From there it went further west to Hallesches Tor where it had it be partly embedded in the Landwehrkanal embankment (in fact, the station “Hallesches Tor”, built like a massive tank partly hanging over the water, has its foundations in the canal bed). Then along the canal it went towards the junction at the Gleisdreieck. Until 1912 there was no station “Gleisdreieck”, just a tremendously complicated, nearly 20 metres high intersection of three double sets of tracks – hence the name which means “triangle”. From there the line´s first regular passengers travelled to the said ”Potsdamer Platz”.
The Östliche-Stammstrecke, a nearly 6-km long elevated railway line, had eight stations: “Warschauer Brücke” (not opened until August 1902, so not used on the opening day, and since 1995 called “Warschauer Straße”), “Stralauer Tor” which was not re-built after WWII, “Schlesisches Tor”, “Oranienstraße” (later “Görlitzer Bahnhof”), “Kottbusser Tor”, “Prinzenstraße”, “Hallesches Tor” and “Möckernbrücke” – technically, the last stop on the original Hochbahn route, U-Bhf “Potsdamer Platz”, counted as another branch. Interestingly, the word “Tor”, or gate, appearing in most of the station names shows that the viaduct was constructed along the old, 18th/19th-century Berlin city wall – all of them commemorate actual city gates.
Passengers who used the first Hochbahn trains had to pay a fare of 50 Pfenning for a 2nd-class ticket and 30 for a the 3rd-class ticket: like Stadtbahn, Berlin´s older and then still using steam locomotives East-West city line north of the Spree, Hochbahn trains had no 1st class carriages. Those prices were intentionally high: Hochbahn`s management wished to keep the number of passengers low on the first days of business. They wanted to prevent over-crowding on the trains and negative feedback from irritated passengers.
Each of the trains, which could take up to 120 guests, comprised three cars painted shiny burgundy-red (2nd class) and mustard-yellow (3rd class). The 3rd-class cars doubled up as engine cars and, like today, had small front compartments for the driver.
The line´s time schedule, which had been tested from the afternoon of February 15 – starting right after the famous Ministerfahrt, “Minister Run”, attended by top state officials and the project´s management (despite prior declarations of interest, the Kaiser did not participate in the event) – followed a 5-minute tact. Later it was changed to 3 or even 2 minutes and as such was quite the same as today´s.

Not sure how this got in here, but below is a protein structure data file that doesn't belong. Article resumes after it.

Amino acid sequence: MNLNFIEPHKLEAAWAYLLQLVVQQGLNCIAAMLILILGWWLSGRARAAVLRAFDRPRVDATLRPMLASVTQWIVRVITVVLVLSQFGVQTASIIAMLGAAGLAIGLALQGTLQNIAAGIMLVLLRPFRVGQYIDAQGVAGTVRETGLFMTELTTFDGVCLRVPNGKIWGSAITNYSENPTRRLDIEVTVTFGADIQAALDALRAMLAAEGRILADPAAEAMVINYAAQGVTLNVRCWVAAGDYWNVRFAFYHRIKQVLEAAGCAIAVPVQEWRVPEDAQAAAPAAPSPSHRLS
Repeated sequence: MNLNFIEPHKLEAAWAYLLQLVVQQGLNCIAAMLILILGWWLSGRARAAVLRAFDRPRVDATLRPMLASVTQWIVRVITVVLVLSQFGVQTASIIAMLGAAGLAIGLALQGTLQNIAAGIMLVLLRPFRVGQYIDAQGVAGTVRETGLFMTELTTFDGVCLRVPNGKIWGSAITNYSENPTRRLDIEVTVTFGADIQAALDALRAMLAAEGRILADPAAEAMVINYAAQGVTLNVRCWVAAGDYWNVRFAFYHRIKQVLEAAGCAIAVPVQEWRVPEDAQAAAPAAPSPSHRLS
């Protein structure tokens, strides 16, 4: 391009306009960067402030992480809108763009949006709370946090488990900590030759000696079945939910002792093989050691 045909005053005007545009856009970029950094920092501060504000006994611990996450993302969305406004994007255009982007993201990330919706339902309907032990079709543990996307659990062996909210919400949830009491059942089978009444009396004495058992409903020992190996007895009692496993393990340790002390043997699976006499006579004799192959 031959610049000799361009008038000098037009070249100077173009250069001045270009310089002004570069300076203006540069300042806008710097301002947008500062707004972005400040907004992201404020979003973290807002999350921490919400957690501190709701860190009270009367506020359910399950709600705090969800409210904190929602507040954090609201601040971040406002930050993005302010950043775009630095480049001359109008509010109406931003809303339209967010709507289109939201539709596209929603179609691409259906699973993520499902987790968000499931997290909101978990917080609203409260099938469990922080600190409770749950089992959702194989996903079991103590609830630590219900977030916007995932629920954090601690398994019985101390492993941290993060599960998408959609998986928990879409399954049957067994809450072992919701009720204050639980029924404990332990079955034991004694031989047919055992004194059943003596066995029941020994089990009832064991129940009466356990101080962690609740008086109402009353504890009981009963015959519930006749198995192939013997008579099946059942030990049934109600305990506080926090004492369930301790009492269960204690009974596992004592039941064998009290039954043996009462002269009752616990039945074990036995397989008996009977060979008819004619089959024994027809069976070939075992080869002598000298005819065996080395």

Famous for its precision and care for detail, Siemens & Halske, or rather the Hochbahngesellschaft – a company established to finance the project as well as to represent Siemens & Halske in all legal matters – insisted on testing the schedule, too. On February 16th, 1902 empty trains ran from 7AM until 1AM, while a day later, on the 17th, they started at what was to become fixed opening hours, at 5.26AM until 0.30AM. Needless to say, it all went like a clockwork.
Unfortunately, the names of the first passengers who travelled on the first Hochbahn trains were never recorded. But it is a safe bet that they knew they had been part of something extraordinary. After all, they were there when another great chapter in Berlin´s history was written. Or, to be more precise, driven:-)
Here are images of all stations opened on February 18, 1902.
If you are interested in the history of Berlin´s original elevated and underground railway, you will definitely enjoy listening to the next podcast produced by the excellent Walrus & the Bear – the show, featuring yours truly as a slightly madcap, sworn U1-afficionado, will be available online from the last week in February.
Also, I am looking forward to beginning a series of live tours of Berlin´s original Stammstrecke (early this spring) as well as offering the same tours as an adition to my Kreuzberg audio-tour through VoiceMap. It´s time to get on that train!